China's Economy Is In Big Trouble And Investors Should Get Out: Miles Yu

 Authored by Bill Pan and Jan Jekielek via The Epoch Times (emphasis ours),

American companies should reconsider their investment in China, as the country’s economy is in serious trouble with a struggling non-state sector, said Mile Yu, a senior fellow and director of the China Center at Hudson Institute.

China has been playing hard to get for the last several months and they would not talk. Now they relented and agreed to talk with high-level American cabinet members on matters that are vital to both nations’ economies,” Mr. Yu said in an interview with EpochTV’s “American Thought Leaders: NOW.”

Residential buildings and apartments in Guangzhou in China's southeastern Guangdong Province are seen in April 2023. (Ludovic Marin/AFP via Getty Images)

The interview came as U.S. Treasury Secretary Janet Yellen traveled to Beijing to meet with China’s Premier Li Qiang, who has recently been tasked to revive China’s COVID lockdown-battered economy by Chinese Communist Party (CCP) head Xi Jinping.

The reason why they relented is because China’s economy is in big trouble,” Mr. Yu told host Jan Jekielek. “They need the West much more than the West needs China. So they’re being a little bit more realistic this time.”

China’s Economic Reality

A key difference between the U.S. and the Chinese economic model, according to Mr. Yu, is that the CCP is willing to crack down on the non-state sector to ensure state control, even if that means shutting down the main driver of China’s economic growth.

Chinese economy is pretty predatory. It benefits from the international free trade system, and almost its entire economic growth in the last 20 to 30 years has come from the non-state sectors,” he explained. “Now, China’s financial institution is collapsing. So the Chinese government—particular local government—is trying to squeeze the non-state sectors and push them out of business through policies, such zero-COVID lockdowns and all kinds of egregious taxation schemes.”

For nearly three years, in the name of curbing the spread of COVID-19, China’s authorities were placing entire towns and cities under lockdown if they reported a few cases of infection. Millions of people were forced into overcrowded quarantine camps for just living in the same apartment building as an infected person. Individuals must show their “Green Code”—a digitized proof that they most likely weren’t infected—before using public transportation, entering a grocery store, or simply leaving or re-entering their neighborhood.

Those zero-COVID restrictions, which practically made it impossible for many private businesses to survive, only phased out at the end of 2022 and weren’t officially lifted until this March, when Li Qiang, who is said to be more sympathetic to non-state sector than his boss, became the premier.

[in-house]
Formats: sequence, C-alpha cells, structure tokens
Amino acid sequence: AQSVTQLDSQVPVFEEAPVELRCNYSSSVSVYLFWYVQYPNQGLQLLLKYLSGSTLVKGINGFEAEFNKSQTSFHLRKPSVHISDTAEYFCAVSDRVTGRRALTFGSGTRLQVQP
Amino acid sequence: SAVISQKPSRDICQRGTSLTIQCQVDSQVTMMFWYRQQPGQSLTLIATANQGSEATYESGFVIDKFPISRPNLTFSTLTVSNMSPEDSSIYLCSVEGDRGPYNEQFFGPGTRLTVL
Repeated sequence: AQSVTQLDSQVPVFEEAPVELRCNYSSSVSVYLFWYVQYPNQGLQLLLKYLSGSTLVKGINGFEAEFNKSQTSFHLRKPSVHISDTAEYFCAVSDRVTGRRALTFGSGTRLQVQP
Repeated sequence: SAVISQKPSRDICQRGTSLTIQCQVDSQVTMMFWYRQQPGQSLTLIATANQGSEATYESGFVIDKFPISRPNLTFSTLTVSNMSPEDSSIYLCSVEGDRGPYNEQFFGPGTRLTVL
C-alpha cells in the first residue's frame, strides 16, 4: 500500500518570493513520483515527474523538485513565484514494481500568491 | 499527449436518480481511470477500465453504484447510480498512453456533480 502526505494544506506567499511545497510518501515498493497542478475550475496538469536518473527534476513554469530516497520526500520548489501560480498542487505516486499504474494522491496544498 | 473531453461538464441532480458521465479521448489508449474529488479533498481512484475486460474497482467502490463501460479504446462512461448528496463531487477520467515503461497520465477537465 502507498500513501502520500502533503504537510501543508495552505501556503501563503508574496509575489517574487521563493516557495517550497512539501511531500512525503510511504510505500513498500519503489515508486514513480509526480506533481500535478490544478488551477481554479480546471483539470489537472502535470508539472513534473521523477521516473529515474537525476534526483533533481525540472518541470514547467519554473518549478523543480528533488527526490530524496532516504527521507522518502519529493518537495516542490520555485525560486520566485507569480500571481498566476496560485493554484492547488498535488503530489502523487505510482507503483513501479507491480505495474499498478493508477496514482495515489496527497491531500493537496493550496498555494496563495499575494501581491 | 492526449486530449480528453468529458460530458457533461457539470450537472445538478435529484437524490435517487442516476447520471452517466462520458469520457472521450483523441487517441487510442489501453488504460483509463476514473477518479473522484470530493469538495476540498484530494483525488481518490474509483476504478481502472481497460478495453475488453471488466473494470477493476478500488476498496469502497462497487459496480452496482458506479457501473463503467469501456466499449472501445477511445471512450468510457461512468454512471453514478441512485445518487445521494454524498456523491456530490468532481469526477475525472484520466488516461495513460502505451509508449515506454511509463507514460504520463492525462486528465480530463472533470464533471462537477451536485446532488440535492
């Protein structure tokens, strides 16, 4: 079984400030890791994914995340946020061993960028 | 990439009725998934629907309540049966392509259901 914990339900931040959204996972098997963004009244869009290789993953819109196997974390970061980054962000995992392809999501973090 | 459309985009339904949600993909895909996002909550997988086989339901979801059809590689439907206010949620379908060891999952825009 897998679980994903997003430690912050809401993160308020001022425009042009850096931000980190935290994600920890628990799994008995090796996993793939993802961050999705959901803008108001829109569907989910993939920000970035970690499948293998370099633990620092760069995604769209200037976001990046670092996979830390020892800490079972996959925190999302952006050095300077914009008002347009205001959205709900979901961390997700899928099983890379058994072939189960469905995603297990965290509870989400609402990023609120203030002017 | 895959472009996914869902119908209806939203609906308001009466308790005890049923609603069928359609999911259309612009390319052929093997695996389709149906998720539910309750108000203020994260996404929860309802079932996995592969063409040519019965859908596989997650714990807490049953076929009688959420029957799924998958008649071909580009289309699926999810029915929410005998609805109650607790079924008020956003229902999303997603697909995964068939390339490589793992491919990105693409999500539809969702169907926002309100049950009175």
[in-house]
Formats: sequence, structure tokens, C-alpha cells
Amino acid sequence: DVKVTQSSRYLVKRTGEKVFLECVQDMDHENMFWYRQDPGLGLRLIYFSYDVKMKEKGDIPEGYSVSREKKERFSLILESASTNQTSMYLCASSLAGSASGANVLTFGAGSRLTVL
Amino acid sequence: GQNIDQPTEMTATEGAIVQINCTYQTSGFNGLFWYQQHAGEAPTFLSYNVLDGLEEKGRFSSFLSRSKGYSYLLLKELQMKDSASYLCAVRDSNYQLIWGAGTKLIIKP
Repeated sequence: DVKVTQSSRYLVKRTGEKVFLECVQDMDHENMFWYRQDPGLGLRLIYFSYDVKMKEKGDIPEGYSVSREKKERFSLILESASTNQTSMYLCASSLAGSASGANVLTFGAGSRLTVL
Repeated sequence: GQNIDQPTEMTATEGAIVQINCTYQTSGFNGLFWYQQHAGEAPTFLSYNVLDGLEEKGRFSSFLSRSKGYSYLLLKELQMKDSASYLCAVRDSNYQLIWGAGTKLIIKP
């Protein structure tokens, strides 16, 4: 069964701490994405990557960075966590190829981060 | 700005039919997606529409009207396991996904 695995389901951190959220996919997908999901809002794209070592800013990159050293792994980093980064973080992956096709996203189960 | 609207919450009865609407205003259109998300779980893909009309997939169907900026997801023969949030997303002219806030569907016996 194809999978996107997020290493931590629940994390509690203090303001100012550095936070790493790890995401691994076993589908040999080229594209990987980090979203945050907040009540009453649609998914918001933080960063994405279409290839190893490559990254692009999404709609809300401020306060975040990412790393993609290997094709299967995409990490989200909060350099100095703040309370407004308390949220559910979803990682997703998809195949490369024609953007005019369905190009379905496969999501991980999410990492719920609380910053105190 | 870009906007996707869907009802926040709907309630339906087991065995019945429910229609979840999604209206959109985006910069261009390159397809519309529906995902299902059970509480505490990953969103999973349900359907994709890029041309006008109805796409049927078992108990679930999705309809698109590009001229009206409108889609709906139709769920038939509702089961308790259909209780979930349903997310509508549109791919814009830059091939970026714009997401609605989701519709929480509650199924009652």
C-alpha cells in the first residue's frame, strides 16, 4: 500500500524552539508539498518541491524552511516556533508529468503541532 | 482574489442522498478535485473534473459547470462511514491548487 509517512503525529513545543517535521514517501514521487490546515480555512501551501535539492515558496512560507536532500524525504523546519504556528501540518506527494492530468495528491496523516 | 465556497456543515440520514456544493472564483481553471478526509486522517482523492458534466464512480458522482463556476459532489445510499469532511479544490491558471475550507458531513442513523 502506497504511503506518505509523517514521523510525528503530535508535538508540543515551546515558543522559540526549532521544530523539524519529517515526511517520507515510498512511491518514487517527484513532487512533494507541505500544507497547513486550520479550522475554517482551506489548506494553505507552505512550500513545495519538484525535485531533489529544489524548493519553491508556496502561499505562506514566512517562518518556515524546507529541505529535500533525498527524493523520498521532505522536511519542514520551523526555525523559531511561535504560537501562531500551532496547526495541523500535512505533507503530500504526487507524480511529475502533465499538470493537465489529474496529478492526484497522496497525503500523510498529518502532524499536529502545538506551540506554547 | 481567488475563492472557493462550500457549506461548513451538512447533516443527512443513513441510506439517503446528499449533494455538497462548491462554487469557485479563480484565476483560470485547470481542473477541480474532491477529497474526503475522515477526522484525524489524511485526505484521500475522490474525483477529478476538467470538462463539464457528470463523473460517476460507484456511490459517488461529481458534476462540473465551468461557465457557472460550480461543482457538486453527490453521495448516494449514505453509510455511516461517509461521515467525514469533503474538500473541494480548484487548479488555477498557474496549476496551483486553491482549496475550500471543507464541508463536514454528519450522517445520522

Many of the Chinese non-state sectors—the most vibrant, the most innovative sector of Chinese economy is now in big trouble,” Mr. Yu told Mr. Jekielek. “During the three years of COVID lockdowns, millions of small businesses and medium-sized businesses went out of business.”

Even China’s star companies, like e-commerce and tech giants Alibaba and Tencent, were not better off either. It was widely reported that the Chinese regime was going to take one percent “special management shares,” which would give the state special rights over certain business decisions in those companies.

Deflated Housing Bubble

With the zero-COVID period in the rear mirror, investors still need to consider serious problems that are inherent to the way China develops its economy, Mr. Yu said.

“China’s development model is to basically issue a tremendous amount of loans to some of the non-performing projects, particularly [the] housing industry, but now the housing market is collapsing,” he explained, noting that the rapid borrowing by local governments was fostering an illusion of prosperity.


“Almost every major company that has heavy investment in China is reconsidering investment in China and thinking about getting out of China,” Yu said.

“The American companies—many big ones—are reconsidering this precisely because of the kind of economic reality as depicted by Goldman Sachs, as depicted by a lot of policy reports about China’s investment environment.”

“China is not a very good country for long-term investment. It’s a hostile investment environment. That’s why for the U.S. to win, the Chinese Communist Party must change the way it behaves.”

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